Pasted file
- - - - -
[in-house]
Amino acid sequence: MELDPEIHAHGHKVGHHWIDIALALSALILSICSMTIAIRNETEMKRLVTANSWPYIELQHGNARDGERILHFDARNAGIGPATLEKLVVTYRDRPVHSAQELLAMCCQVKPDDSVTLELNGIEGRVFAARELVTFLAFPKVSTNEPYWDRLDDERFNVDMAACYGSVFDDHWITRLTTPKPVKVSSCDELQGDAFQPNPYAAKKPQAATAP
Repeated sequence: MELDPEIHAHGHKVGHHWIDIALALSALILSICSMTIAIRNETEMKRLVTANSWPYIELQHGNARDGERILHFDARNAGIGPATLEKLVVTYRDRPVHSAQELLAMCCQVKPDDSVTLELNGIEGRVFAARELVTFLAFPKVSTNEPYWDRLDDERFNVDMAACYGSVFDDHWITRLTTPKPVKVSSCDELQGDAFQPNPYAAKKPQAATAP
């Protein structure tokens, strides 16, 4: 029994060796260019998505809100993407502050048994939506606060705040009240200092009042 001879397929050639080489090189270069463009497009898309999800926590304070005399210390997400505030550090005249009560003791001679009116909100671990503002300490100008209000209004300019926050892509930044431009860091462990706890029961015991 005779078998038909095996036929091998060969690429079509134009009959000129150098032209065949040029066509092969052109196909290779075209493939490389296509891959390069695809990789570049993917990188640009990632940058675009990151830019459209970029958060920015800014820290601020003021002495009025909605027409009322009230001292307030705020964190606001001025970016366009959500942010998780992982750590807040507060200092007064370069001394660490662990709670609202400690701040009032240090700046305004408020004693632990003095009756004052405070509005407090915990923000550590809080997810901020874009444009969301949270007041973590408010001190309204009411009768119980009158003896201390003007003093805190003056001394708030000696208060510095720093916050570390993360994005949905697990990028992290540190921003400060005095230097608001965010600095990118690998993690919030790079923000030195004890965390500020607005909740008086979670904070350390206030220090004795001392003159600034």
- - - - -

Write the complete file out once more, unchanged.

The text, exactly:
[in-house]
Amino acid sequence: MELDPEIHAHGHKVGHHWIDIALALSALILSICSMTIAIRNETEMKRLVTANSWPYIELQHGNARDGERILHFDARNAGIGPATLEKLVVTYRDRPVHSAQELLAMCCQVKPDDSVTLELNGIEGRVFAARELVTFLAFPKVSTNEPYWDRLDDERFNVDMAACYGSVFDDHWITRLTTPKPVKVSSCDELQGDAFQPNPYAAKKPQAATAP
Repeated sequence: MELDPEIHAHGHKVGHHWIDIALALSALILSICSMTIAIRNETEMKRLVTANSWPYIELQHGNARDGERILHFDARNAGIGPATLEKLVVTYRDRPVHSAQELLAMCCQVKPDDSVTLELNGIEGRVFAARELVTFLAFPKVSTNEPYWDRLDDERFNVDMAACYGSVFDDHWITRLTTPKPVKVSSCDELQGDAFQPNPYAAKKPQAATAP
């Protein structure tokens, strides 16, 4: 029994060796260019998505809100993407502050048994939506606060705040009240200092009042 001879397929050639080489090189270069463009497009898309999800926590304070005399210390997400505030550090005249009560003791001679009116909100671990503002300490100008209000209004300019926050892509930044431009860091462990706890029961015991 005779078998038909095996036929091998060969690429079509134009009959000129150098032209065949040029066509092969052109196909290779075209493939490389296509891959390069695809990789570049993917990188640009990632940058675009990151830019459209970029958060920015800014820290601020003021002495009025909605027409009322009230001292307030705020964190606001001025970016366009959500942010998780992982750590807040507060200092007064370069001394660490662990709670609202400690701040009032240090700046305004408020004693632990003095009756004052405070509005407090915990923000550590809080997810901020874009444009969301949270007041973590408010001190309204009411009768119980009158003896201390003007003093805190003056001394708030000696208060510095720093916050570390993360994005949905697990990028992290540190921003400060005095230097608001965010600095990118690998993690919030790079923000030195004890965390500020607005909740008086979670904070350390206030220090004795001392003159600034």